Thursday, May 10, 2012

productivity level up

Today I spent some time clearing all the stuff off my desks, dusting everything off with a bit of rubbing alcohol and paper towels and screen wipes, and re-setting up my main development machine on what used to be my main desk with my former dual monitor setup.

I had been using a single monitor setup for a while on the notion that the restricted screen space would allow me to focus on one thing at a time more, and discourage me from multitasking too much. I suppose it did, to some extent, but I also found myself having to work with restricted-sized windows when I would be doing things that necessarily involve having more than one app open at a time, like, say, debugging a Unity app, or working with a 3D model to be imported into Unity.

Lately, I've been reading through The Productive Programmer, which I got a few years ago, way back when I was still working for Microsoft, and had started to read through it, but must have gotten distracted by all the things going on at work at the time. And, also because maybe I was working on this thing called Windows 7 which wasn't entirely 100% compatible with everything the book was talking about, and in some cases, may have been working toward superceding in some respect. Since Windows 7 is now definitely out there and has had plenty of time in the open air to bake with the development community, I thought I'd give the book another go, and in the cases where the information is a little outdated, I'd just do my own homework via Google. I suppose if I were still working at Microsoft, I'd use Bing, but whatevs.

One of the things recommended early on in the book, in the chapter on Focus, which I would say is a pretty key element to being more productive, is to maximize one's screen real estate. Two things to do this are to 1) use multiple monitors, and 2) use a virtual desktop manager.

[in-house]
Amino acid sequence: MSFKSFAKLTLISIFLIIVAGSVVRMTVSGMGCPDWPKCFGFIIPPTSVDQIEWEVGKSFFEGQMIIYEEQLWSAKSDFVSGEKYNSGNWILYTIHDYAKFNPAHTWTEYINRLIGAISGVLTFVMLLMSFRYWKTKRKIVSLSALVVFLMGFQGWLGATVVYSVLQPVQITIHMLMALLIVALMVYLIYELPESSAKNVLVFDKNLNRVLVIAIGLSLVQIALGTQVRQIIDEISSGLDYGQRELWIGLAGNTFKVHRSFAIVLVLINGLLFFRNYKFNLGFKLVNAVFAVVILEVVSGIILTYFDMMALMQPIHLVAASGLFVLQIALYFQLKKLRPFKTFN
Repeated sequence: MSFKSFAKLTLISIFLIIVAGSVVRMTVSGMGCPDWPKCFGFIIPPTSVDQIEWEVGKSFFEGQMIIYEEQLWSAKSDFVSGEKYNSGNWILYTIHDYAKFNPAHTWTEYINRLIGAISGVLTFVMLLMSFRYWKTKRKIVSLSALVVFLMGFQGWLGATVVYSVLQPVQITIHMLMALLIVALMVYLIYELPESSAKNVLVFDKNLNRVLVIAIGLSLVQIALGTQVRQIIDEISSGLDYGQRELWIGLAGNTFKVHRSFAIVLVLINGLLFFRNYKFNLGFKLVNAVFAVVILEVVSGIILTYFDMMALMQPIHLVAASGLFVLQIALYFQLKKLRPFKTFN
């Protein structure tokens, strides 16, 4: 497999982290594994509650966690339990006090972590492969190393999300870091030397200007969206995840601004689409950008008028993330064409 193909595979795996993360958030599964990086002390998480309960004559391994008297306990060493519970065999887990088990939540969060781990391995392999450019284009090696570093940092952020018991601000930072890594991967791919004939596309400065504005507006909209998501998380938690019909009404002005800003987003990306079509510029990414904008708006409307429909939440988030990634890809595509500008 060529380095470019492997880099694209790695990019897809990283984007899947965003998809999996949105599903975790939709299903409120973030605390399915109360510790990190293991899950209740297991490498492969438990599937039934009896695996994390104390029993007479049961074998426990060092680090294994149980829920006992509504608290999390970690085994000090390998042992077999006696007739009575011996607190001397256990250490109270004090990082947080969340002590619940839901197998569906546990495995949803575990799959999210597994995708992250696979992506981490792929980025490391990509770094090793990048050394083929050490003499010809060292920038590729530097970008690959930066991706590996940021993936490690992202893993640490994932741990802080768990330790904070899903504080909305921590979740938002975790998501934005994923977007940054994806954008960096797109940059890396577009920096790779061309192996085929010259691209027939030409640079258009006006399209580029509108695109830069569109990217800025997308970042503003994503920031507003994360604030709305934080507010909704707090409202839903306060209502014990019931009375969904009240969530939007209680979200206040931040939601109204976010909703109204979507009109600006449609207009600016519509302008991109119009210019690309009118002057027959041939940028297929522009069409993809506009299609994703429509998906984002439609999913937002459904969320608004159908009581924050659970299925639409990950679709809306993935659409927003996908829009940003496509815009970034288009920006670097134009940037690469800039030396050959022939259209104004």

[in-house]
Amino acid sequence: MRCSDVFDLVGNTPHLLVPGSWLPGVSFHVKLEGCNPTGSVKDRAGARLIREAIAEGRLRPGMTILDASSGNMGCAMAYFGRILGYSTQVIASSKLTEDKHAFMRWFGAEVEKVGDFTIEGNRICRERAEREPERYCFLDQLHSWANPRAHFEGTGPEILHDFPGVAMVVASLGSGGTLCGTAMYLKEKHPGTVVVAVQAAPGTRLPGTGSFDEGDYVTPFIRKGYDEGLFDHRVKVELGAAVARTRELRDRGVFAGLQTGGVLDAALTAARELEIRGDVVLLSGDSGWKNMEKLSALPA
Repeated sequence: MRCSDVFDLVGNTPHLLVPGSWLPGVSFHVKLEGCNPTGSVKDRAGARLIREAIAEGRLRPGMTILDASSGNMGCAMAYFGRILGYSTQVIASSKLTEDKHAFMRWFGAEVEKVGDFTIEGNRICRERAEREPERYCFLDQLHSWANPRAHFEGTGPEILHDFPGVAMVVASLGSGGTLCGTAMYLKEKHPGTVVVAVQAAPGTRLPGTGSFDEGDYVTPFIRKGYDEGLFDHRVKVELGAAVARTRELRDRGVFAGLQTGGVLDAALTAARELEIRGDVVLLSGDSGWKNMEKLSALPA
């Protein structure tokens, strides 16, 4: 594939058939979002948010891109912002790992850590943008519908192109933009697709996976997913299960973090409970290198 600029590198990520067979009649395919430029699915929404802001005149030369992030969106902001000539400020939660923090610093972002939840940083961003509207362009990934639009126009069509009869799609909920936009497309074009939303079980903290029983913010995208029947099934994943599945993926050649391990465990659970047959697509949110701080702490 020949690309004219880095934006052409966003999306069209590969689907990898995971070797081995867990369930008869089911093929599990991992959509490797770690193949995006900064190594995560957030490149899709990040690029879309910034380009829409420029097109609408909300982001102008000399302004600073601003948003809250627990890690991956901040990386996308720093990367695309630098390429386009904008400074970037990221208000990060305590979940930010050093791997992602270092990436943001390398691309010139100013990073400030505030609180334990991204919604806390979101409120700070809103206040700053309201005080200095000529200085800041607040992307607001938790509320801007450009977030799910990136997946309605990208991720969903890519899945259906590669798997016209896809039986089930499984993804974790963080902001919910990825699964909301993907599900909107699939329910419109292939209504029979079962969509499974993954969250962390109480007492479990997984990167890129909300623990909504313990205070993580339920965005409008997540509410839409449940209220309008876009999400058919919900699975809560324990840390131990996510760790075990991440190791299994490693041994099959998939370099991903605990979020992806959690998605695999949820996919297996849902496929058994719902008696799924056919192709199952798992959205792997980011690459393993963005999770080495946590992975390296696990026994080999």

The first part, the multiple monitors, was a fairly straightforward (albeit messy) process of rearranging my office so that I would have enough room on the desk that I'm using for my dev machine to have a second monitor running. I have two desks in my room: one has one large deskspace, with a smaller-but-equally-long shelf space up top; the other has a smaller main desk space, with three 1 sq ft shelves off to the side. I had my single monitor setup on the latter desk, with the first desk having my iMac and a smaller TV with a NES on it, along with various piles of things. All of this stuff got cleared off. Much of it is now on my bed. The basic essentials –  my dev machine, printer, TV, NES, and iMac –  are either set up or at least placed where I'd like them to be. The remaining 10% of stuff is in piles on the floor. I'll have to spend some time cleaning the rest of this up so that I can actually go to bed later. My desk, though, is refreshingly clear of distractions.

I also brought back my old executive office chair that I had put aside for a while. I had forgotten how nice the extra height and lumbar support of this thing is. I had brief fleeting thoughts of some day splurging on an Aeron. This will do for the time being.

Part deux, the virtual desktop manager, is something that might take a couple of days to ensure everything is working properly. I first tried the SysInternals Desktops tool, but found the Explorer process separation between the virtual desktops to be problematic, particularly with web browsers, which would try to re-open the user profile on each different desktop, causing a permission failure. Next, I tried VirtuaWin, an open-source virtual desktop manager, and am so far finding it a bit easier to use. The jury is still out, though, on how well this works with the automated screen capture tools that I use to record my daily work progress.

My iMac is over on the second desk, now, where it seems a bit more at home. The keyboard and mouse even all fit into the little pull-out keyboard tray. The TV is on the middle sq-ft shelf of that desk, with the NES and a Sega Genesis arranged side-by-side up top, leaving the lower sq-ft shelf for storing games and a single pile of books that I plan to definitely read.



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